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Blue Gardens

If you want a fresh, new look for your garden this spring, try adding a splash of the season's hottest color: cool blue.

On The Saturday Early Show, Stephen Orr, special projects editor of House and Garden magazine, offered advice on incorporating blue into your garden.

Blue is a big color this spring in fashion, in home decor and, surprisingly, in the garden. Orr says the color blue brings a feeling of serenity and restfulness to the garden. It's a cool color, associated with the peaceful visions of a clear blue sky and blue water.

Because blue is such a natural color, it does not look out of place in the garden, even in a very traditional setting.

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As an example of the power of blue, Orr says a blue Smith & Hawken birdbath would look lovely in a traditional garden, as would blue metal folding chairs. The chairs demonstrated on The Saturday Early Show are made in France and are modeled after the chairs that appear in outdoor French cafes.

If you are accustomed to a garden full of wrought iron, terra cotta and wood, you can experiment with blue by adding just a small splash of the color to your garden. For instance, an old-fashioned blue pitcher full of flowers brightens up a patio dining table, and it only costs $10. Or, buy your garden tools in a shade of blue such as the classic watering can from Kinsman.

Although blue garden ornaments are gaining in popularity, they are not always easy to find. Orr says to consider painting an old garden ornament blue instead. This is an inexpensive way to add color and style to your garden. Orr has two wooden pieces that he has painted blue -- a chair and a decorative item called a tuteur, which looks like a pyramid made of trellis material. When painting outdoor furniture, be sure to use a weather-resistant paint.

Pots and garden containers come in many shades of blue, but these are also items that you can paint yourself. Typically, the blue pots you buy are glazed. But, you can create a softer look if you choose to paint containers yourself. Unless you plan on painting the pot a deep, dark blue, Orr says that you need to find a white clay pot for your project. Or, paint a terra-cotta pot white before applying the blue paint.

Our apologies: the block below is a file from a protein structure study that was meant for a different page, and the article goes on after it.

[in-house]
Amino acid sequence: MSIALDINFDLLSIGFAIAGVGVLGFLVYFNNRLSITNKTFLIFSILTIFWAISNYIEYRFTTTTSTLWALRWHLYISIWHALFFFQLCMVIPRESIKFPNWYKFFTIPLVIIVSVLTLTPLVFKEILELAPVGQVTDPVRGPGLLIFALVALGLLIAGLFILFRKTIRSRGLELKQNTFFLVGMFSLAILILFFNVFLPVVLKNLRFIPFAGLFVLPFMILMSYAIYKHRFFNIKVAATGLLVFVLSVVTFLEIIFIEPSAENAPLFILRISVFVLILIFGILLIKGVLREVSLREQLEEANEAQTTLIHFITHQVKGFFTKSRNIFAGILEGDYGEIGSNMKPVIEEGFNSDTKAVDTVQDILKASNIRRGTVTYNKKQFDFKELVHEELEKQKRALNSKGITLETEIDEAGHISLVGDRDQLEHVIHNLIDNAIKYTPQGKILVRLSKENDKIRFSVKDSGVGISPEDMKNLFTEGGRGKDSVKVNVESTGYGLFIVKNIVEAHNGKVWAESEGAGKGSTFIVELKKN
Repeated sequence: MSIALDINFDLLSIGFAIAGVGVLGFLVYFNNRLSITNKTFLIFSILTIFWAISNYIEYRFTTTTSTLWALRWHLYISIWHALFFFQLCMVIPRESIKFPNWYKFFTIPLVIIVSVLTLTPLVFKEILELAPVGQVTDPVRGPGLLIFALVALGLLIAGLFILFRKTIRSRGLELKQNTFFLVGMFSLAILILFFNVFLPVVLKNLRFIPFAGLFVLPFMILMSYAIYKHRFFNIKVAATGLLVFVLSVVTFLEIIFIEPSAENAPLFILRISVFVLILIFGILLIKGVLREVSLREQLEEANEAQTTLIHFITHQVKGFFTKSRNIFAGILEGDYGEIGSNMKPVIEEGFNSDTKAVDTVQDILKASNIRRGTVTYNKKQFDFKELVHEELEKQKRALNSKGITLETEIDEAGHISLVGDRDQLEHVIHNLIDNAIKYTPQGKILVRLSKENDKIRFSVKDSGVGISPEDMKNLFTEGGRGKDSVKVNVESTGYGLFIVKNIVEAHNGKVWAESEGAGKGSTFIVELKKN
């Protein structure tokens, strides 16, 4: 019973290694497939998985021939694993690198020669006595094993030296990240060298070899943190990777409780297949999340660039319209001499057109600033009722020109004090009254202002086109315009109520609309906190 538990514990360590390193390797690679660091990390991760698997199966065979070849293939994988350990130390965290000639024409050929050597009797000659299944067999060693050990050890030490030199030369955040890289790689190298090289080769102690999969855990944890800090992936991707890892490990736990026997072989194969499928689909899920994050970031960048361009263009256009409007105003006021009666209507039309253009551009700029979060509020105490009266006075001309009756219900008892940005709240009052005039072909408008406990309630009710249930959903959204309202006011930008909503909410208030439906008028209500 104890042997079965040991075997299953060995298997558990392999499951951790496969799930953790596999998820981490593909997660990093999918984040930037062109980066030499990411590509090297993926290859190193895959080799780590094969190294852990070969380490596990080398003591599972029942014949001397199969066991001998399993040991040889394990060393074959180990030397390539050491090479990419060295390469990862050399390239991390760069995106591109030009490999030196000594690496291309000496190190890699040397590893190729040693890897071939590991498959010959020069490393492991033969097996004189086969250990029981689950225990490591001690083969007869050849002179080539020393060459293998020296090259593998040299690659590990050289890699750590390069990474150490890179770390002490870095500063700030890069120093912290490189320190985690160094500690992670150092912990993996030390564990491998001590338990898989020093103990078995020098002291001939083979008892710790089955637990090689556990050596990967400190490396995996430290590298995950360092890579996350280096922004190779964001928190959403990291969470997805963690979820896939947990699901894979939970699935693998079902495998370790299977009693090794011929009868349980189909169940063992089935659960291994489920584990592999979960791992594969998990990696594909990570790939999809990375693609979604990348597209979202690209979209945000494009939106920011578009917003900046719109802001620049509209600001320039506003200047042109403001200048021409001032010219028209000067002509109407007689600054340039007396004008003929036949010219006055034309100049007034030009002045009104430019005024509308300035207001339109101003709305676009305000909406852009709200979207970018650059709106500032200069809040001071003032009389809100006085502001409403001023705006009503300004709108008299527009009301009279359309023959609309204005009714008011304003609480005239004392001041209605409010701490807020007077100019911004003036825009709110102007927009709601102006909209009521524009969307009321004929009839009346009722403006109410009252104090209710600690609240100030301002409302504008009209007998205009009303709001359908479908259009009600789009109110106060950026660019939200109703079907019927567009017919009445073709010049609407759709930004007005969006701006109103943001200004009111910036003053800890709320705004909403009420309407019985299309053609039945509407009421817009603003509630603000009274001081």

The other blue element you can add to a garden is flowers. True blue flowers are rare because there aren't a lot of blue varieties.

"Flowers in the shades of reddish or purplish-blue are common, " Orr says. "One reason may be that bees see best in the ultraviolet range of light and bluish red flowers are attractive to them."

Many flowers that people like to call blue actually look purple to others. Orr showed some of flowers that may look purple, but they are all sold as "blue."

Some "blue" flowers available are: hydrangeas, hyacinths, grape hyacinths, lupines, forget-me-nots, anemones, delphinium, cenaria, veronica, agapnathus and primroses.

Orr says blue flowers can make your garden feel bigger because blue gives a feeling of distance. But, large groups of blue flowers alone can wind up looking a bit dull. Orr suggests pairing blue flowers with pale yellow, white or orange -- blue's opposite on the color wheel.

A final interesting characteristic of blue flowers: at sunset, blue flowers practically glow whereas reds and purples turn black to the eyes as the sun fades.

Sources:

Anthropologie:
Cottage Trellis Pot: $14/$24
Pressed Glass Hundi Lantern: $32

Ballard Design:
Marceau Chairs: $98/pair

Bauer Pottery:
16-inch oil jar - French blue: $231
12-inch oil jar - federal blue: $116
9-inch flower pot - French blue: $34
6-inch flower pot - turquoise: $29
6-inch flower pot - midnight: $29

Kinsman:
Blue Flower Pitcher: $9.50
Classic Can: $33.95

Munder-Skiles:
Contact Number: 212-717-0150
Montgomery Place chair: $1,675 (painted in Farrow & Ball's Chinese Blue)

Smith & Hawken:
Blue Adriatic Bird Bath: $119
Crackle Pot: $24

White Flower Farm:
81-inches tall Cedar Tuteur: $88 (painted in Farrow & Ball's Pitch Blue)

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